A Dining Guide To Hong Kong

From traditional Cantonese fare to high-end English tea service, your taste buds will never have to choose sides

There are few cities in the world where breakfast might be a fluffy slab of diner toast weighed under an airy pile of scrambled eggs, lunch a messy heap of steaming noodles and fish balls, and dinner a fine-tuned French affair recalling the ritziest of Champs-Élysées haunts. In even fewer can one waddle from an elegant, multicourse English-style afternoon tea to the most clamorous and steamiest of late-night dim sum sessions.

But then again, few cities in the world are as intoxicating as Hong Kong, a place at once both unknown and familiar, both expansive and compact. These seemingly contradictory traits are reflective of an impossibly varied food scene packed into a scant 415 square miles and decades of British influence, which created a bridge between Western and Chinese sensibilities. Altogether, they make Hong Kong among the most fascinating places in Asia to stuff your face and feed your soul.

Proof can be found on a jaunt up the Central-Mid-Levels, the world's longest outdoor covered escalator system, which cuts through several notable neighborhoods as it whizzes up Hong Kong island's comically steep inclines. Where other modern Asian cities feel sterile and corporate, Hong Kong is colorful and complex, holding onto tradition while embracing new flavors and culinary innovation.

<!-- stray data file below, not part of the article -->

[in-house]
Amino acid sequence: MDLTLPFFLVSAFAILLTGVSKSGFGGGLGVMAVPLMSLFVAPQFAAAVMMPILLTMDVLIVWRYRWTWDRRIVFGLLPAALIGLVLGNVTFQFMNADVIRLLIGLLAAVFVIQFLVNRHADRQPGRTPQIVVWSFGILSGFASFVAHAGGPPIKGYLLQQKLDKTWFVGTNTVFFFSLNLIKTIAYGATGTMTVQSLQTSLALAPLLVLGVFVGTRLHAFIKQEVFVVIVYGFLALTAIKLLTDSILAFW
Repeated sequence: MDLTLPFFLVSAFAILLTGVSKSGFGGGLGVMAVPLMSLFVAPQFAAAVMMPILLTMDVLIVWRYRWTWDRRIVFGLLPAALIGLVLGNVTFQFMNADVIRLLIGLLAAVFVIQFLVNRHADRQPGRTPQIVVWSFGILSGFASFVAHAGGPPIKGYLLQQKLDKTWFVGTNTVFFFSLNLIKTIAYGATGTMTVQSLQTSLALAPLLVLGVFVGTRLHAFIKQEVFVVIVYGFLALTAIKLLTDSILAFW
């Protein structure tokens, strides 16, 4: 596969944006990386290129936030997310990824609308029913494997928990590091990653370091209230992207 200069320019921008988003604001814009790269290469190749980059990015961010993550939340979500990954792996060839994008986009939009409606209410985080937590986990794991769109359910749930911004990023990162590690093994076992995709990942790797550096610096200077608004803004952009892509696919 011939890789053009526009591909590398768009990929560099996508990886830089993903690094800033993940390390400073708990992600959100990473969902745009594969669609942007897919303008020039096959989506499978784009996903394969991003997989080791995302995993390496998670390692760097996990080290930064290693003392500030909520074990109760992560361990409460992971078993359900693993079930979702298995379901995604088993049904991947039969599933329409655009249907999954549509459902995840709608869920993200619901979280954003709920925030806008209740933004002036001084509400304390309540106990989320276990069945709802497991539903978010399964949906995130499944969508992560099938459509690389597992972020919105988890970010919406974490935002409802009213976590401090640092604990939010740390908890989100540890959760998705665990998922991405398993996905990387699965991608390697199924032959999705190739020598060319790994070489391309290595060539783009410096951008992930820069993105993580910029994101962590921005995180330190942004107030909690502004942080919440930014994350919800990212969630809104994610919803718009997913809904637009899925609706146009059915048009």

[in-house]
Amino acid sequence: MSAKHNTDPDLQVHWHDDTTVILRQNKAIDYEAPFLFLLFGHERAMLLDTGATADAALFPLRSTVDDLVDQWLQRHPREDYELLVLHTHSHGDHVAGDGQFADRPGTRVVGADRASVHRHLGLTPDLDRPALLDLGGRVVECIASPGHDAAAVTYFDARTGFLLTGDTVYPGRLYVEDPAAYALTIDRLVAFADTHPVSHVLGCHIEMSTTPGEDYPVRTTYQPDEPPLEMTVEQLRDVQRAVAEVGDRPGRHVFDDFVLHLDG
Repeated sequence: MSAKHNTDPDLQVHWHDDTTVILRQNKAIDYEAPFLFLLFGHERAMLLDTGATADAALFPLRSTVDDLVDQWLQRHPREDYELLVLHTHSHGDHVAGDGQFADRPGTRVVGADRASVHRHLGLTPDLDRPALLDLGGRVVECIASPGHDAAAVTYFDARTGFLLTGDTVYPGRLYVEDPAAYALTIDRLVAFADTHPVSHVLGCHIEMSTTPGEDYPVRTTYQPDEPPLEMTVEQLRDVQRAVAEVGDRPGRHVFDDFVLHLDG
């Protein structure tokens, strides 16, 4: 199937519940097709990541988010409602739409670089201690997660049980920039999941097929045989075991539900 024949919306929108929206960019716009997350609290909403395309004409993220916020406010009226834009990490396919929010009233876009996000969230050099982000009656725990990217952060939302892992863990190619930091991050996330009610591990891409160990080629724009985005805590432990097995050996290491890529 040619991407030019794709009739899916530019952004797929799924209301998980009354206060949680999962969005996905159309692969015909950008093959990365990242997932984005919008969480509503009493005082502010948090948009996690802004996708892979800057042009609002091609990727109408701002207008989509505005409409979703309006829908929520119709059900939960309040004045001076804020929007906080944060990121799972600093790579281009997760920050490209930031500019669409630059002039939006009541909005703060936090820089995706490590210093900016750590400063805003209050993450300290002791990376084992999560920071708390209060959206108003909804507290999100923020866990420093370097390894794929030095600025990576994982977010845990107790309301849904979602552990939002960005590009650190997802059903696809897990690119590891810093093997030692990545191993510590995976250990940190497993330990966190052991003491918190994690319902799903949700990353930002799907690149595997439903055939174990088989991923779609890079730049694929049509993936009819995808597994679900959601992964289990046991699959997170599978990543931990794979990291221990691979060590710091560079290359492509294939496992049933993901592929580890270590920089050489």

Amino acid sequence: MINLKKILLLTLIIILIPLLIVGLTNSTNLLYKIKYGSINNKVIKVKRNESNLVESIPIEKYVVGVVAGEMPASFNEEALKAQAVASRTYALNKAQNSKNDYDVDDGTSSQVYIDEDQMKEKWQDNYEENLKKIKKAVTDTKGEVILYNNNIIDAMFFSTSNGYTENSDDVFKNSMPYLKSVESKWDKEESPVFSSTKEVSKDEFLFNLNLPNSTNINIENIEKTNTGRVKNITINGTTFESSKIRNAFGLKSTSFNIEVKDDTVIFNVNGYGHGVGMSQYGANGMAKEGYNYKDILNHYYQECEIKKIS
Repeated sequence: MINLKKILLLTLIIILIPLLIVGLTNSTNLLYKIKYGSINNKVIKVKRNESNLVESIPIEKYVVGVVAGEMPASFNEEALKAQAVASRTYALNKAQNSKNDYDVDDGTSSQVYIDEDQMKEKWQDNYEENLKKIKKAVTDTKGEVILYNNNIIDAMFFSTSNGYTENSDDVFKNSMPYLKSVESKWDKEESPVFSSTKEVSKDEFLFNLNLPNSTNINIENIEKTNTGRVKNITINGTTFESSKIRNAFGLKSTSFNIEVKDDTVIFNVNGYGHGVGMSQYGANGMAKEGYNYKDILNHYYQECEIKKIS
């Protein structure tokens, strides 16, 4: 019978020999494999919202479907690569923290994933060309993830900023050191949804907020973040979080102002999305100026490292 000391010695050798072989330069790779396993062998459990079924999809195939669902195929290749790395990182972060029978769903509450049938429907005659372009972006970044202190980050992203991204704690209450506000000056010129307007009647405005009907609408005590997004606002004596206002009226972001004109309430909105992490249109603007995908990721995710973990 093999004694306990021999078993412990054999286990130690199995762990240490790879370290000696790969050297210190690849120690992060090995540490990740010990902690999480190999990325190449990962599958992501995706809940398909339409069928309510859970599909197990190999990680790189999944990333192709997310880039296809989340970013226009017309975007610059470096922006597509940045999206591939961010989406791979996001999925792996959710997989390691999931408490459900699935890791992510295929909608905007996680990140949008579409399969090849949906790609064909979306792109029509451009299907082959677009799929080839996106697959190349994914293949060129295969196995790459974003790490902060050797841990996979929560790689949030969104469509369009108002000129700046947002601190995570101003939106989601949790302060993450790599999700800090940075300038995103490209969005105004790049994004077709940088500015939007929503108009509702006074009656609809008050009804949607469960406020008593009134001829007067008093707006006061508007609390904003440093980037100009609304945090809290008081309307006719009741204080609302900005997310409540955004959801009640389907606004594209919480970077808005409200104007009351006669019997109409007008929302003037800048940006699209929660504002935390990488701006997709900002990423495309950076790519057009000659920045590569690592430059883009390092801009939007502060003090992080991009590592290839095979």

There are more only-in-Hong Kong dining options than can possibly be counted here, from atmospheric cha chaan teng restos reminiscent of Western-style diners to outdoor dai pai dong hawker stalls, both slinging budget-friendly and hearty fare. A melding of Cantonese and Western flavors has yielded drinks and dishes unique to this part of the world, like yuanyang, a power-charged 30/70 blend of coffee and creamy Hong Kong-style milk tea; and Hong Kong-style French toast, which often resembles a deep-fried peanut butter and jelly sandwich splattered with sweetened condensed milk.

Around midnight, a stroll through the neon-splashed night markets will nip any after-dark hunger pangs in the bud with deep-fried rings of tender squid sprayed with sweet vinegar, whole roasted chopped pigeon zinged up with white pepper and all manner of skewered and charcoal-blasted meats and seafood.

Of course, hip restaurants and cafés in the Brooklyn tradition abound. In white-hot Sheung Wan and Soho, the fashionable hoods of choice for Hong Kong tastemakers, organic juice shops, subterranean speakeasy-style cocktail lounges and pour-over coffee shops are in no short supply. The craft beer scene is on fire. Instagrammers go slack in the jaw over meditations on Italian (8½ Otto e Mezzo Bombana), French (Belon), Thai (Chachawan) and Japanese (Okra) cuisines.

Celebrity chefs have flocked to the area in recent years, too, with outposts from Nobu Matsuhisa, Gordon Ramsay, Alain Ducasse and Jamie Oliver, to name a few. In truth, if you wanted to exist in Hong Kong and pretend your taste buds never left New York City or London, you could. But why would you? The city once known as the Pearl of the Orient is a Chinese food powerhouse, pumping out the first Cantonese restaurant ever to snag three Michelin stars, Lung King Heen

The point is, in Hong Kong, the palate doesn't have to choose sides. Snag a flaky Hong Kong-style pineapple bun or a chia seed-sprinkled Buddha bowl or an oozy chicken Parmesan sub. It's all good here.  

Pack your passport—and an appetite—as we hit the world's hottest culinary destinations on and off the grid all month long. Now Boarding: your next trip to paradise.

Rachel Tepper Paley is a writer, editor , and sometimes illustrator living in New York City. See what she's eating over at @thepumpernickel on Instagram.